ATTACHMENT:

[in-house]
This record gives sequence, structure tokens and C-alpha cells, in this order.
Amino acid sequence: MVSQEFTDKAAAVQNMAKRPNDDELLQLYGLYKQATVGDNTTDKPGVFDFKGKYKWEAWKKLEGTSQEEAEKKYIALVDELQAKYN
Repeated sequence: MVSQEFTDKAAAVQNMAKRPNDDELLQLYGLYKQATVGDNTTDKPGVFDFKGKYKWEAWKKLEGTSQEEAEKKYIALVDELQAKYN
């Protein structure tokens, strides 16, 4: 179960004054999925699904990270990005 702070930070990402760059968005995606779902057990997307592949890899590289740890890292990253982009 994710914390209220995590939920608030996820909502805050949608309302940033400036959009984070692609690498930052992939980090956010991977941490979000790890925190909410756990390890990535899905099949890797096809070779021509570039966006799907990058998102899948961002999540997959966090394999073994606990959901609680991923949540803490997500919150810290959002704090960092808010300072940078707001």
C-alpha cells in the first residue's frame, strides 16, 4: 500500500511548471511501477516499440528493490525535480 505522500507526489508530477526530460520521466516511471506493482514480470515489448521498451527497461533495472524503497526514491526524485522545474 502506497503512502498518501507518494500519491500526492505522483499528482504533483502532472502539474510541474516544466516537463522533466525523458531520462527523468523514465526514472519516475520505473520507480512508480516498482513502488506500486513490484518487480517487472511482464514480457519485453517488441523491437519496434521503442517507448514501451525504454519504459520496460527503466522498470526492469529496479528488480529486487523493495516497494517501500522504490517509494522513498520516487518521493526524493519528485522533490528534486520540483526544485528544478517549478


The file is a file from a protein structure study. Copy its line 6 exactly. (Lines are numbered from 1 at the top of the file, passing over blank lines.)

C-alpha cells in the first residue's frame, strides 16, 4: 500500500511548471511501477516499440528493490525535480 505522500507526489508530477526530460520521466516511471506493482514480470515489448521498451527497461533495472524503497526514491526524485522545474 502506497503512502498518501507518494500519491500526492505522483499528482504533483502532472502539474510541474516544466516537463522533466525523458531520462527523468523514465526514472519516475520505473520507480512508480516498482513502488506500486513490484518487480517487472511482464514480457519485453517488441523491437519496434521503442517507448514501451525504454519504459520496460527503466522498470526492469529496479528488480529486487523493495516497494517501500522504490517509494522513498520516487518521493526524493519528485522533490528534486520540483526544485528544478517549478